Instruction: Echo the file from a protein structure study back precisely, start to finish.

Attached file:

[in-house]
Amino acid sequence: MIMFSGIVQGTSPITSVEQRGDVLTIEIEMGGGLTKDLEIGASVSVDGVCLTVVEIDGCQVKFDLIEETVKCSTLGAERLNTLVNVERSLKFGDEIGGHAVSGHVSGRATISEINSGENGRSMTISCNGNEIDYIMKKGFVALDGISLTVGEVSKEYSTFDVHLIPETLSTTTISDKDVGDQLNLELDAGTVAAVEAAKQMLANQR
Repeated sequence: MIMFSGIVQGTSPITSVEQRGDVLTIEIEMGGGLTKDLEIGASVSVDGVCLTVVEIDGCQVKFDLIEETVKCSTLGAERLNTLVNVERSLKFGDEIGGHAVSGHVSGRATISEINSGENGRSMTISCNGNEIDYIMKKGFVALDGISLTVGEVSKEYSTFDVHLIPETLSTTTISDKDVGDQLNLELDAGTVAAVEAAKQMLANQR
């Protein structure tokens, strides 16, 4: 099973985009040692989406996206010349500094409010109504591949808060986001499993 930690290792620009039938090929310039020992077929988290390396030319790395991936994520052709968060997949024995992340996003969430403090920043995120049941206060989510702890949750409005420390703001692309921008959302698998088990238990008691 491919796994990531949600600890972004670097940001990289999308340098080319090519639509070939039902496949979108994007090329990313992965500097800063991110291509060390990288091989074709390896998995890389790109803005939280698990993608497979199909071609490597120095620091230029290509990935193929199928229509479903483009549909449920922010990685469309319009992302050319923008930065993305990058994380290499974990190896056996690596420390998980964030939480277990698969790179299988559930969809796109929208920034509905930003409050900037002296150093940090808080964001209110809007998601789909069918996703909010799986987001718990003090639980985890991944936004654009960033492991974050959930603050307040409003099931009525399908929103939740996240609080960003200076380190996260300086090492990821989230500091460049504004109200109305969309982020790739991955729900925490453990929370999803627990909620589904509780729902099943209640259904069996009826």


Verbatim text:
[in-house]
Amino acid sequence: MIMFSGIVQGTSPITSVEQRGDVLTIEIEMGGGLTKDLEIGASVSVDGVCLTVVEIDGCQVKFDLIEETVKCSTLGAERLNTLVNVERSLKFGDEIGGHAVSGHVSGRATISEINSGENGRSMTISCNGNEIDYIMKKGFVALDGISLTVGEVSKEYSTFDVHLIPETLSTTTISDKDVGDQLNLELDAGTVAAVEAAKQMLANQR
Repeated sequence: MIMFSGIVQGTSPITSVEQRGDVLTIEIEMGGGLTKDLEIGASVSVDGVCLTVVEIDGCQVKFDLIEETVKCSTLGAERLNTLVNVERSLKFGDEIGGHAVSGHVSGRATISEINSGENGRSMTISCNGNEIDYIMKKGFVALDGISLTVGEVSKEYSTFDVHLIPETLSTTTISDKDVGDQLNLELDAGTVAAVEAAKQMLANQR
């Protein structure tokens, strides 16, 4: 099973985009040692989406996206010349500094409010109504591949808060986001499993 930690290792620009039938090929310039020992077929988290390396030319790395991936994520052709968060997949024995992340996003969430403090920043995120049941206060989510702890949750409005420390703001692309921008959302698998088990238990008691 491919796994990531949600600890972004670097940001990289999308340098080319090519639509070939039902496949979108994007090329990313992965500097800063991110291509060390990288091989074709390896998995890389790109803005939280698990993608497979199909071609490597120095620091230029290509990935193929199928229509479903483009549909449920922010990685469309319009992302050319923008930065993305990058994380290499974990190896056996690596420390998980964030939480277990698969790179299988559930969809796109929208920034509905930003409050900037002296150093940090808080964001209110809007998601789909069918996703909010799986987001718990003090639980985890991944936004654009960033492991974050959930603050307040409003099931009525399908929103939740996240609080960003200076380190996260300086090492990821989230500091460049504004109200109305969309982020790739991955729900925490453990929370999803627990909620589904509780729902099943209640259904069996009826």